This and that for your Tuesday reading.
- Toby Sanger offers some important background to the federal government's expected plan for privatized infrastructure by noting that the anticipated result would be to double the costs. And Luke Kawa notes that the Libs are already having trouble spending the money they've budgeted for infrastructure - leaving no excuse for agreeing to higher prices and worse services in order to bring private money in.
- Meanwhile, Simon Enoch responds to the Wall government's attempt to play word games with the definition of "privatization".
- Vaughn Palmer comments on the B.C. NDP's plan to win the province's next election by making bold commitments to improving citizens' lives. And Postmedia reports on a $10 per day child care plan as one of the most important promises John Horgan is offering to his province.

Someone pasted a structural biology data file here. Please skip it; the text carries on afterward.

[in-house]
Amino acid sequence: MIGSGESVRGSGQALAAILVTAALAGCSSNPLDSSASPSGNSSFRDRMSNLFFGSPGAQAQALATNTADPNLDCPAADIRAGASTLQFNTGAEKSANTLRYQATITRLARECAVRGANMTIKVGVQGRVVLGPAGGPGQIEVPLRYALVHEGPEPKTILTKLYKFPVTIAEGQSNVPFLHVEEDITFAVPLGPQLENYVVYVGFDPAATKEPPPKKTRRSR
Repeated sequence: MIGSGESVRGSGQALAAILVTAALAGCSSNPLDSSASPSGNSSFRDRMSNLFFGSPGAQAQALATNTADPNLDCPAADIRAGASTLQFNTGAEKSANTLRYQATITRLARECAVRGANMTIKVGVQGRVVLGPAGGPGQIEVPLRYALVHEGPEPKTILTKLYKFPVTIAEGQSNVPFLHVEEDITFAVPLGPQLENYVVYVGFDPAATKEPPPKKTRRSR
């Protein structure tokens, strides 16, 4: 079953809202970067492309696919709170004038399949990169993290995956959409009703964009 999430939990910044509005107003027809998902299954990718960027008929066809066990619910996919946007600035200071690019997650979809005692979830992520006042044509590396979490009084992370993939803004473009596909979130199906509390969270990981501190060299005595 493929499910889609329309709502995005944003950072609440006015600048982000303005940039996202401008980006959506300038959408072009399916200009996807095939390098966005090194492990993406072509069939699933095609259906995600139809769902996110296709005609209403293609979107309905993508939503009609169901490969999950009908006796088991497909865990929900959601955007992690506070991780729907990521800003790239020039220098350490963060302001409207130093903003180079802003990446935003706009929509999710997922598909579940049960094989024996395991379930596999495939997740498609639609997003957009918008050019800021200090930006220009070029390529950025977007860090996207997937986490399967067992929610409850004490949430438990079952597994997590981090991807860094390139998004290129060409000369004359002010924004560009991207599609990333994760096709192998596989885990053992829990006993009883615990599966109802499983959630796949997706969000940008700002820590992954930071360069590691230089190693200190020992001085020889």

- Martin Regg Cohn writes that in order to avoid the influence of big money on our politics, we need to be willing to ensure enough public funding to support vibrant parties. And Emma Graney reports on the millions flowing from corporate Alberta to the Saskatchewan Party - which surely goes a long way toward explaining Brad Wall's lack of focus on the province he's supposed to be governing.
- Finally, Taylor Jackson and Lydia Miljan discuss why an alternative vote electoral system would only exacerbate the problems with first-past-the-post. PressProgress finds that even Conservative MPs are reporting substantial support for proportional representation after consulting with their constituents. And Marie-Danielle Smith notes that Justin Trudeau's own consultation reached the same result - though you'd never know it given the Libs' insistence on telling PR supporters that their opinions shouldn't count any more than their votes.